Steen nets NHL-leading 14th goal; Elliott earns 100th career victory
By LOUIE KORAC
ST. LOUIS -- Even as the Blues skated off the ice victorious over the Calgary Flames Thursday night, there's one valuable lesson they should take from the victory: don't take the foot off the gas pedal.
Aftre nearly losing a three-goal lead, the Blues settled for a 3-2 victory over the Flames at Scottrade Center in a game they had complete control of before turning the tide of the game thanks to what coach Ken Hitchcock said were "unnecessary penalties."
(St. Louis Blues/Mark Buckner)
Maxim Lapierre (left) reacts with teammate Ryan Reaves after scoring his
first goal as a Blue Thursday night in a 3-2 win over the Calgary Flames.
"It's not the penalties you take, it's who you take out of the game," Hitchcock said. "All of the sudden your top players are killing all of the penalties, young players who were playing really well. It took (Jaden Schwartz) and (Vladimir Tarasenko) right out of the game because they didn't get the ice time that they deserved based on their play. We've got to figure out a way to include more people and part of that is remaining disciplined and working.
"We were really going (early). We were on top of our game. Our puck play was crisp, our game was crisp. We did all the things we needed to do, all the things we talked about. The starts for us have been excellent. We've had really good starts, so we're prepared, we're ready to go, but we seem to drop off and have to re-catch ourselves. That's something we've got to figure out along the way."
The NHL's First Star of October has a pair of superstars in pursuit of his goal-scoring lead.
Alexander Steen took matters into his own hands Thursday night.
Alex Ovechkin and Steven Stamkos both tied Steen's pace of 13 goals earlier in the night, but the Blues left winger countered with his League-leading 14th to break the three-way tie. The goal turned out to be the game-winner.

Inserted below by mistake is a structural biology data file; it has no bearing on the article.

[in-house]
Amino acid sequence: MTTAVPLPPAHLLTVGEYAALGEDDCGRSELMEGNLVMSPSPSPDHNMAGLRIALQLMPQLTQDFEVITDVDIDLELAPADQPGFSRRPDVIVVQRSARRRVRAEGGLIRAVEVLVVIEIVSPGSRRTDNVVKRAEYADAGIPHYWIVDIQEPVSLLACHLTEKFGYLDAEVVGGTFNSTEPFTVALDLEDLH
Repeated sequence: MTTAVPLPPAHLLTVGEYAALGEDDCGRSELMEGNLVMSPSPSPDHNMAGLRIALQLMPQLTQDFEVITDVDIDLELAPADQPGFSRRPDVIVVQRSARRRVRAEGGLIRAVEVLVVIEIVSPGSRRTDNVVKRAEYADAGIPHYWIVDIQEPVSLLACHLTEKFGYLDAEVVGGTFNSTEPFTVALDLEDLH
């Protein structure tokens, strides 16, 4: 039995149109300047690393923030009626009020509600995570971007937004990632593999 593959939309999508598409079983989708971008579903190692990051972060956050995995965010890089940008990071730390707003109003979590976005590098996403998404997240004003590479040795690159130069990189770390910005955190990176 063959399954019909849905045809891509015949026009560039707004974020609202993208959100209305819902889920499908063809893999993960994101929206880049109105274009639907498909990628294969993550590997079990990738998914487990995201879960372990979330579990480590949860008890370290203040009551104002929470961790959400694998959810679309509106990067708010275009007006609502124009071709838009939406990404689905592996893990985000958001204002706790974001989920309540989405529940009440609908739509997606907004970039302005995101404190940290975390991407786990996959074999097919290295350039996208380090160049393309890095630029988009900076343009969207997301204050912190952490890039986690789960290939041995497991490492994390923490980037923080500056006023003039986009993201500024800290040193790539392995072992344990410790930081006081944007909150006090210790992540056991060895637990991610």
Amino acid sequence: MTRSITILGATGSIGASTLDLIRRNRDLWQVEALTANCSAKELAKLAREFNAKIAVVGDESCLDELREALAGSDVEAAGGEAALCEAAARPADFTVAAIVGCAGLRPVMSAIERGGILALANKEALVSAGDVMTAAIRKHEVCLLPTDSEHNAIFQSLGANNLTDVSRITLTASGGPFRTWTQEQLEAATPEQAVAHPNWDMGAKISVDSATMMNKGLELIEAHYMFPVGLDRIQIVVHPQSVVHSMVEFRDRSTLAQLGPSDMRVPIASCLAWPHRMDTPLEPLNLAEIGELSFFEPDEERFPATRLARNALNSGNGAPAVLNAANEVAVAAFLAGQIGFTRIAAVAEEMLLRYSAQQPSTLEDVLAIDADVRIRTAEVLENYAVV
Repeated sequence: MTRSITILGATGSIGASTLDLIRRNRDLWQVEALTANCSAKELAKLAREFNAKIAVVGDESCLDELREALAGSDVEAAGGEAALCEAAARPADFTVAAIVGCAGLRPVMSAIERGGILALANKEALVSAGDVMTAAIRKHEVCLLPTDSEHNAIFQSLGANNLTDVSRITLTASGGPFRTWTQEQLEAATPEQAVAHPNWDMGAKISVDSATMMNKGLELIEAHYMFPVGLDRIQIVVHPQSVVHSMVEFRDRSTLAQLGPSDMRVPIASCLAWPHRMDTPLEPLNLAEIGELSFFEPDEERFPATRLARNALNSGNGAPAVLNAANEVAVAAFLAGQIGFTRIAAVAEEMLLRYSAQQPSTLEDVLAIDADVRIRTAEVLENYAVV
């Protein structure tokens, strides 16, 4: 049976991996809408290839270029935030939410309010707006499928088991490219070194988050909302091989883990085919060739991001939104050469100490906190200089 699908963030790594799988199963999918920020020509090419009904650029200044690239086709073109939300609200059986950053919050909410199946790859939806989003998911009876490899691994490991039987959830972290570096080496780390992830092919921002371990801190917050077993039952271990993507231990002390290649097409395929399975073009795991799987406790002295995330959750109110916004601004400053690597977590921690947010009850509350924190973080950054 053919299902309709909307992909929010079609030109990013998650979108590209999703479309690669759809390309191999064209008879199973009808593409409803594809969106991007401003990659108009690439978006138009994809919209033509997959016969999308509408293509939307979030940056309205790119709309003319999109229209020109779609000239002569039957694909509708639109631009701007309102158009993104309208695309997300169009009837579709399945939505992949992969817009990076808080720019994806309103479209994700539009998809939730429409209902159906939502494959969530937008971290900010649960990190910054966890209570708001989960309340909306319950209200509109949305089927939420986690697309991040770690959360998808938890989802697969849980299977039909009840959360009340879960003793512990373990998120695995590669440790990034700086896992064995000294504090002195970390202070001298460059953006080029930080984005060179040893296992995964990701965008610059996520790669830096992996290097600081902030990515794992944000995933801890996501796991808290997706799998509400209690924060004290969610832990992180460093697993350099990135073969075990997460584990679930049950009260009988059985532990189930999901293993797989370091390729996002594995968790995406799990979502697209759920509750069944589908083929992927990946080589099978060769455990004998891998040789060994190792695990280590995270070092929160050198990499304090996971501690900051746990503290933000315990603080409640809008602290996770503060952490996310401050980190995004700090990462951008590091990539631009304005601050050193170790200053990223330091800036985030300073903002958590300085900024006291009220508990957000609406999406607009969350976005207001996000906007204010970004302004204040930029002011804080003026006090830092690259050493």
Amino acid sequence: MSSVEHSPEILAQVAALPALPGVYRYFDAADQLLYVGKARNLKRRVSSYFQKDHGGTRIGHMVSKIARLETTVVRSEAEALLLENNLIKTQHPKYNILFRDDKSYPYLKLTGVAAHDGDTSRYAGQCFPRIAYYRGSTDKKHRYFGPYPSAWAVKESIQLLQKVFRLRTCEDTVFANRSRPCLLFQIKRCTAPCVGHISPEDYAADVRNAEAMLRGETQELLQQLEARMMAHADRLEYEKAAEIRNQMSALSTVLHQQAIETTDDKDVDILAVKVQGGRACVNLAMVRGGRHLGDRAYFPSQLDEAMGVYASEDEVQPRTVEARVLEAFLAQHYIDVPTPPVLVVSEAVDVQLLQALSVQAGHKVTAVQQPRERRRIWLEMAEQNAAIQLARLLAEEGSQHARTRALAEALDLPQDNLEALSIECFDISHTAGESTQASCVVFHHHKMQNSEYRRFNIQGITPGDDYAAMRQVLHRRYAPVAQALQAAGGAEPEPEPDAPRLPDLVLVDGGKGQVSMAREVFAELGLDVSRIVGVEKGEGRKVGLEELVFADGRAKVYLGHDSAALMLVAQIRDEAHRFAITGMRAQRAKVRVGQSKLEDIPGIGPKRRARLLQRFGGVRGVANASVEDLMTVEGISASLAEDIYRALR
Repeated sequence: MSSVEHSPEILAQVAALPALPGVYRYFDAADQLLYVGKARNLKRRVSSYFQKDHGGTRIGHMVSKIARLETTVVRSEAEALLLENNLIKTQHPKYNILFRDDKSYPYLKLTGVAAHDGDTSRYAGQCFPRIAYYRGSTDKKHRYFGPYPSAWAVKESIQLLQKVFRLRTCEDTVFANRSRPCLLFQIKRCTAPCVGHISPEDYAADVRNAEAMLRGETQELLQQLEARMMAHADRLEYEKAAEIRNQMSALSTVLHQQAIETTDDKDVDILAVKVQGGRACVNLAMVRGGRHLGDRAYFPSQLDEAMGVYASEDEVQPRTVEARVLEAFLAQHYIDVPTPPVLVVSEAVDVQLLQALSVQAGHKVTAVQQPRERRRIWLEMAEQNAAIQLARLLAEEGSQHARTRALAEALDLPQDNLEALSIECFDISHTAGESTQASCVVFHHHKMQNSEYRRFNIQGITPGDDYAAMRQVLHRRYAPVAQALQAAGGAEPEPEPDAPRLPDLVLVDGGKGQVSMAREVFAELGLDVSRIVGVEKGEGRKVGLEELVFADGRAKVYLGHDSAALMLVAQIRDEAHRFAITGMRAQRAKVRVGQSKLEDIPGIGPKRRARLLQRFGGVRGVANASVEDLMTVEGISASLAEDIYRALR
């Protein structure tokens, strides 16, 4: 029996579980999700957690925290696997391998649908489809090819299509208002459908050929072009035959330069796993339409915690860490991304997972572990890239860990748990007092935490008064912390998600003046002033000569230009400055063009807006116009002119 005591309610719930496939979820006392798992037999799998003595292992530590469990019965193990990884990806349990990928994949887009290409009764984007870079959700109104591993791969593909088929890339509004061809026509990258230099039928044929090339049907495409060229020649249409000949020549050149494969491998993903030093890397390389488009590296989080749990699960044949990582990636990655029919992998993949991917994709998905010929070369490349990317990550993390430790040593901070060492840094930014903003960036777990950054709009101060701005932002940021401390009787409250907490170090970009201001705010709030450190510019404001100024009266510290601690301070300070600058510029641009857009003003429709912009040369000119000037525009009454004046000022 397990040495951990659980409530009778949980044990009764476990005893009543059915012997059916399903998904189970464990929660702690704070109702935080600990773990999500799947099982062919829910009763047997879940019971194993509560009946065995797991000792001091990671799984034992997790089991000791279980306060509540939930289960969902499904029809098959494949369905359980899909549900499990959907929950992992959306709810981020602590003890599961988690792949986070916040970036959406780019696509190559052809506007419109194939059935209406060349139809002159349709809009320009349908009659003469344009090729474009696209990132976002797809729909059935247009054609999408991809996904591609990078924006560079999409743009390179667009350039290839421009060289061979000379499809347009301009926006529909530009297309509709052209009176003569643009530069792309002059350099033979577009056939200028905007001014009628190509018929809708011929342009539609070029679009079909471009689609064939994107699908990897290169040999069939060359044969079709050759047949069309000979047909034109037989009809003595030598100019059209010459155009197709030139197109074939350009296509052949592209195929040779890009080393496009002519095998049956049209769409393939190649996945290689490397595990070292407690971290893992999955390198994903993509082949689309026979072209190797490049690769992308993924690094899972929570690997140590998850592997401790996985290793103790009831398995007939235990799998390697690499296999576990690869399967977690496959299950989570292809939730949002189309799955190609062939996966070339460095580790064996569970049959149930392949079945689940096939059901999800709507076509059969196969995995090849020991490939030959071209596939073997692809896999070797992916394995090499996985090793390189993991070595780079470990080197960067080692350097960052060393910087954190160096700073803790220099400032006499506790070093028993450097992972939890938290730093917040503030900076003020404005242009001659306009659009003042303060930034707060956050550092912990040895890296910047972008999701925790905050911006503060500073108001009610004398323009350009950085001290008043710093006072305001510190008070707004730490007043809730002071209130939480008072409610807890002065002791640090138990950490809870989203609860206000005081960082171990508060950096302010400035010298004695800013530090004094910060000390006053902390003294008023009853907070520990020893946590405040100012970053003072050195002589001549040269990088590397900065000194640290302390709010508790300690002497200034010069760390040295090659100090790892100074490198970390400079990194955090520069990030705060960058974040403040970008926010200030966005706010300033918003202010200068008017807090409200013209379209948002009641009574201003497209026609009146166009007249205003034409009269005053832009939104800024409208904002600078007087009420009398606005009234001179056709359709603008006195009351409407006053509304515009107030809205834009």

"Everybody's talking about it, but quietly, he's the leader of our room," Blues defenseman Jordan Leopold said of Steen, who is the first player since Brett Hull to score 14 goals in the team's first 14 games since 1990-91 when Hull scored 16. "He works his butt off and it's nice to see him get rewarded. Whatever he's doing, he's got to keep doing it."
Maxim Lapierre scored his first goal with the Blues, Tarasenko also scored a power play goal, and Leopold, a former Flames defenseman, picked up his first two points of the season. Brian Elliott collected his 100th career victory by stopping 18 shots to help the Blues win for the fifth time in six games and improve to 10-2-2 on the season. It's the first time the Blues have won four straight against the Flames franchise on home ice, outscoring them 14-5 in the process.
However, the Blues nearly squandered a 3-0 lead against a Flames team (6-8-2) that scored twice in the third period to make it interesting.
"I think if we continued the way we were playing in the first period and then in the second, we should have really controlled that game mostly, but they battled back," Elliott said. "They're a hard-working team that doesn't quit. They got two on us, but we squeaked it out and battled that last couple minutes to get the win.
"When you get off to a lead sometimes you tend to relax when you shouldn't. It's another lesson we can learn from. ... You have to be careful out there and have a little desperation."
Kevin Shattenkirk assisted on the Blues' second goal, giving him an assist in a career-best seventh straight game, the longest current run in the League. He has eight in that span.
Tim Jackman scored his first goal of the season, Mike Cammalleri scored his fifth and former Blues draft pick Reto Berra made 24 saves for Calgary. The Flames have dropped five of six. Calgary is 3-8-0 in its past 11 after a 3-0-2 start to the season, and saw its futility on the power play reach eight games (0-for-28) after going 0-for-6.
"Two different teams," Flames coach Bob Hartley said. "First period we were tentative, we started on our heels, we made it tough on ourselves. [We gave] a goal so early in the game but we never quit. I felt like we got in the game, but it was little too late. If we could backtrack and play a different first 20 minutes, it might have been a different game."
The Blues dominated the first period, outshooting the Flames 11-2 and getting goals from Tarasenko and Lapierre as the ice was skewed toward Berra for much of the period.